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Clinical Decision Rule to Identify Orbital Wall Fracture Among Children

Retrospective Derivation and Validation Study

Paek, So Hyun, MD*; Jung, Jin Hee, MD; Kwak, Young Ho, PhD*; Kim, Do Kyun, PhD*; Lee, Jin Hee, MD; Jung, Jae Yun, MD*; Oh, Sohee, PhD§

doi: 10.1097/PEC.0000000000001300
Original Article: PDF Only

Objectives Head and face injuries are leading causes of emergency department visits in children. There is yet no clinical decision rule on face CT such as pediatric head CT rules. The goal was to develop and validate a clinical decision rule for identifying orbital wall fractures in children with periorbital trauma in the emergency department.

Methods This was a retrospective derivation and validation study. Children younger than 18 years who underwent orbit CT after periorbital trauma were included between January 2011 and December 2013 in 3 emergency centers. Among 16 candidate clinical variables, 13 clinical signs and symptoms were selected as clinical predictors. For the fracture model, these clinical predictors were analyzed by 3-fold cross-validation. Diagnostic performance was assessed using the area under the receiver operating characteristic (AUROC) curve in both cohorts.

Results Four variables (orbital rim tenderness, periorbital ecchymosis, painful extraocular movement, and nausea/vomiting) had the best predictive model with the highest AUROC value. The AUROC values for fracture prediction were 0.793 (95% confidence interval, 0.741–0.844) and 0.809 (95% confidence interval, 0.742–0.877) in the derivation cohort and validation cohort, respectively. The sensitivity and negative predictive values were 96.4% and 93.4%, respectively, in the derivation cohort, and 97.8% and 98.1%, respectively, in the validation cohort. The sum of these scores ranged from 0 to 4. Patients with a sum of scores of 1 or higher showed significantly increased risk for fracture.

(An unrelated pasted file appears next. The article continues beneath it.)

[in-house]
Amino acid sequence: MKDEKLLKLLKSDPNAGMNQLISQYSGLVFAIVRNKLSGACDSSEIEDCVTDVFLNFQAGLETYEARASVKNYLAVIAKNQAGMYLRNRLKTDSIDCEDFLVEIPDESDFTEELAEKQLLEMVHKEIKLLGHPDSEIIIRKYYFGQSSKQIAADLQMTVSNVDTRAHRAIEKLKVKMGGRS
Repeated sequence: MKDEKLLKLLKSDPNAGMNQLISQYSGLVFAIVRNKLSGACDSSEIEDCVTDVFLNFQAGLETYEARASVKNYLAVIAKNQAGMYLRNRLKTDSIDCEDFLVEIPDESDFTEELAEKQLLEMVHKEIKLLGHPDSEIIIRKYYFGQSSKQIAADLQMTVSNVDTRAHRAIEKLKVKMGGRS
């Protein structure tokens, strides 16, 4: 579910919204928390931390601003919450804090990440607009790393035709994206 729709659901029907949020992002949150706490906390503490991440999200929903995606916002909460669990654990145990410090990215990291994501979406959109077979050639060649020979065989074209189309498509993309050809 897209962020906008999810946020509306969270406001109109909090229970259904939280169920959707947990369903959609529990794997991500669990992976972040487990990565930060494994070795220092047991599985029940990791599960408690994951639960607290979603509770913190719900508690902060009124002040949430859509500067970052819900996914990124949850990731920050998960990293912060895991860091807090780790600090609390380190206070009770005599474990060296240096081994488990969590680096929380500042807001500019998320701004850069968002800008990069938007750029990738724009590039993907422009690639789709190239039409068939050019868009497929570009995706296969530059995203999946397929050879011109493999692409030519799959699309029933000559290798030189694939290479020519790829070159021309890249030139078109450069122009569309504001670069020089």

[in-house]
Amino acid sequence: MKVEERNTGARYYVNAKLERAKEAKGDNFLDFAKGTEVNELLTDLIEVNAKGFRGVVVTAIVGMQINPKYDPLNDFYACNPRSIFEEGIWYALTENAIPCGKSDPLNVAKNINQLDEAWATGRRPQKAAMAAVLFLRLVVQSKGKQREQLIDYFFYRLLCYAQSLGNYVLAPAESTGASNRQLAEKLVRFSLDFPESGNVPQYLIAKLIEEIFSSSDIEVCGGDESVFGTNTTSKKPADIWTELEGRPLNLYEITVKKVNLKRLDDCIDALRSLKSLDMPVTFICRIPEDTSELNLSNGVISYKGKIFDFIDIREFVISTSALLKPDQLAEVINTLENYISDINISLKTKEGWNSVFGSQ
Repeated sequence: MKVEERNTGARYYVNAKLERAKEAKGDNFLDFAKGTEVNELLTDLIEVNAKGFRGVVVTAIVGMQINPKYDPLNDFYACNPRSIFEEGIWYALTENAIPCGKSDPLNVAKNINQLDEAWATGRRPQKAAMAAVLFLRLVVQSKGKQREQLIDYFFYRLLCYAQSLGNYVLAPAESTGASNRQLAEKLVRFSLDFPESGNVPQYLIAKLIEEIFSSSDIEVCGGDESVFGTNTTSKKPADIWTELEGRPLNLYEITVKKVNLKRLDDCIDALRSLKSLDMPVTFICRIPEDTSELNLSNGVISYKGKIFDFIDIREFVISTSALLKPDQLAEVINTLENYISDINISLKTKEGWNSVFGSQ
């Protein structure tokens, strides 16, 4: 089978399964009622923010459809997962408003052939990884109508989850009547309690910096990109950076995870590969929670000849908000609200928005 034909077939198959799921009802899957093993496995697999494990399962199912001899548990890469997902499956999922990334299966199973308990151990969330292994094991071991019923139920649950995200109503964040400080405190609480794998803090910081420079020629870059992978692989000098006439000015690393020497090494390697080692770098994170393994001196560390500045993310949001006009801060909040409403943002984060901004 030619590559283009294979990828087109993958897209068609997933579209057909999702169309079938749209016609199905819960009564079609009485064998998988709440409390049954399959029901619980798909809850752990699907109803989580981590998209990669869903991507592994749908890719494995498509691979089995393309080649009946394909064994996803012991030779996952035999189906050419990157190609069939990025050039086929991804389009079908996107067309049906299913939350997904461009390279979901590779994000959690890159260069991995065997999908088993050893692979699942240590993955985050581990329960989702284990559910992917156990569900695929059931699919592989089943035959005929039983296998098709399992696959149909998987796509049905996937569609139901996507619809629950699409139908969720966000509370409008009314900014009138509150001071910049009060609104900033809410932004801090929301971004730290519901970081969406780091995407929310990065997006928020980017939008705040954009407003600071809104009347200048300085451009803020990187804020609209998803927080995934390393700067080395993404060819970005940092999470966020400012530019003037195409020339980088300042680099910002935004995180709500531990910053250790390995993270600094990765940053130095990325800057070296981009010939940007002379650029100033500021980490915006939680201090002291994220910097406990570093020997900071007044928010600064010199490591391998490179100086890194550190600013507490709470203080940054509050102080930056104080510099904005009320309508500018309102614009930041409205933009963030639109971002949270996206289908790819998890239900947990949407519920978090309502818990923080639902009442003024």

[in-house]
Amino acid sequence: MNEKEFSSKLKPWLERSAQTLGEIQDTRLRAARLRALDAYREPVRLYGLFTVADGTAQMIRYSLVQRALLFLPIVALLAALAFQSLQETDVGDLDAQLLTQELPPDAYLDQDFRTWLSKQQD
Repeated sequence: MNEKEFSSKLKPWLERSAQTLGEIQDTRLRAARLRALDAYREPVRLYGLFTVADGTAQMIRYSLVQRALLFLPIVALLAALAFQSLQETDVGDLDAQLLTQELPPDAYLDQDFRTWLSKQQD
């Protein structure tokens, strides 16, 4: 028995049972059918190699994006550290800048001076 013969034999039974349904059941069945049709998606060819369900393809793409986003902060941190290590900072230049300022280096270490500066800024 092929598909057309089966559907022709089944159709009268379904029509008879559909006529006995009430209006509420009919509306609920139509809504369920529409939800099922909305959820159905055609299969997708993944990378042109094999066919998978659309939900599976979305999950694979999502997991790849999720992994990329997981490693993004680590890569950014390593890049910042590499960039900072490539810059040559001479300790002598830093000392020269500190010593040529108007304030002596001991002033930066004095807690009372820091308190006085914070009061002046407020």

Conclusions The 4-variable predictive model can be useful for finding clinically important orbital wall fractures in children.

From the *Department of Emergency Medicines, Seoul National University Hospital, Seoul; †Department of Emergency Medicines, SMG-SNU Boramae Medical Center, and Department of Preventive Medicine, Kangwon National University, School of Medicine, Chuncheon; ‡Department of Emergency Medicines, Seoul National University Bundang Hospital, Seongnam; and §Department of Biostatistics, SMG-SNU Boramae Medical Center, Seoul, Republic of Korea.

Disclosure: The authors declare no conflict of interest.

Reprints: Jin Hee Jung, MD, Department of Emergency Medicines, SMG-SNU Boramae Medical Center, 20 Boramae-ro 5-gil, Dongjak-gu, Seoul 07061, Korea (e-mail: 77saja@hanmail.net).

The abstract has been presented at seminars in the American College of Emergency Physicians in 2015 at Boston and the Korean Society of Emergency Medicine in 2015.

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